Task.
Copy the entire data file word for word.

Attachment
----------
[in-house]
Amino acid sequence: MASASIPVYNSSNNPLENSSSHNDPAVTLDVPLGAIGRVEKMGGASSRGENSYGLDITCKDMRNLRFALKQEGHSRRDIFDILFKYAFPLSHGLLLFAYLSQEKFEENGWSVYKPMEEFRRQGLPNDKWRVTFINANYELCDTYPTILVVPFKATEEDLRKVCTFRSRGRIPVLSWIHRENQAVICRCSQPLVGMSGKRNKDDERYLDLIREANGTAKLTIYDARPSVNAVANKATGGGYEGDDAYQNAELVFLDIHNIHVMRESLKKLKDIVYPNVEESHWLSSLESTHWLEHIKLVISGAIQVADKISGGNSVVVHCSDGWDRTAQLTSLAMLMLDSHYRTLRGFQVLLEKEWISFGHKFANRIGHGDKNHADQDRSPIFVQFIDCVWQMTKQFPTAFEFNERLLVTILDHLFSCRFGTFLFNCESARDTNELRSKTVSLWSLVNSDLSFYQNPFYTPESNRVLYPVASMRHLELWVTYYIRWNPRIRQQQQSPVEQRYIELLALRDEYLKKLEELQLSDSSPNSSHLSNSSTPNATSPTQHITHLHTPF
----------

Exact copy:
[in-house]
Amino acid sequence: MASASIPVYNSSNNPLENSSSHNDPAVTLDVPLGAIGRVEKMGGASSRGENSYGLDITCKDMRNLRFALKQEGHSRRDIFDILFKYAFPLSHGLLLFAYLSQEKFEENGWSVYKPMEEFRRQGLPNDKWRVTFINANYELCDTYPTILVVPFKATEEDLRKVCTFRSRGRIPVLSWIHRENQAVICRCSQPLVGMSGKRNKDDERYLDLIREANGTAKLTIYDARPSVNAVANKATGGGYEGDDAYQNAELVFLDIHNIHVMRESLKKLKDIVYPNVEESHWLSSLESTHWLEHIKLVISGAIQVADKISGGNSVVVHCSDGWDRTAQLTSLAMLMLDSHYRTLRGFQVLLEKEWISFGHKFANRIGHGDKNHADQDRSPIFVQFIDCVWQMTKQFPTAFEFNERLLVTILDHLFSCRFGTFLFNCESARDTNELRSKTVSLWSLVNSDLSFYQNPFYTPESNRVLYPVASMRHLELWVTYYIRWNPRIRQQQQSPVEQRYIELLALRDEYLKKLEELQLSDSSPNSSHLSNSSTPNATSPTQHITHLHTPF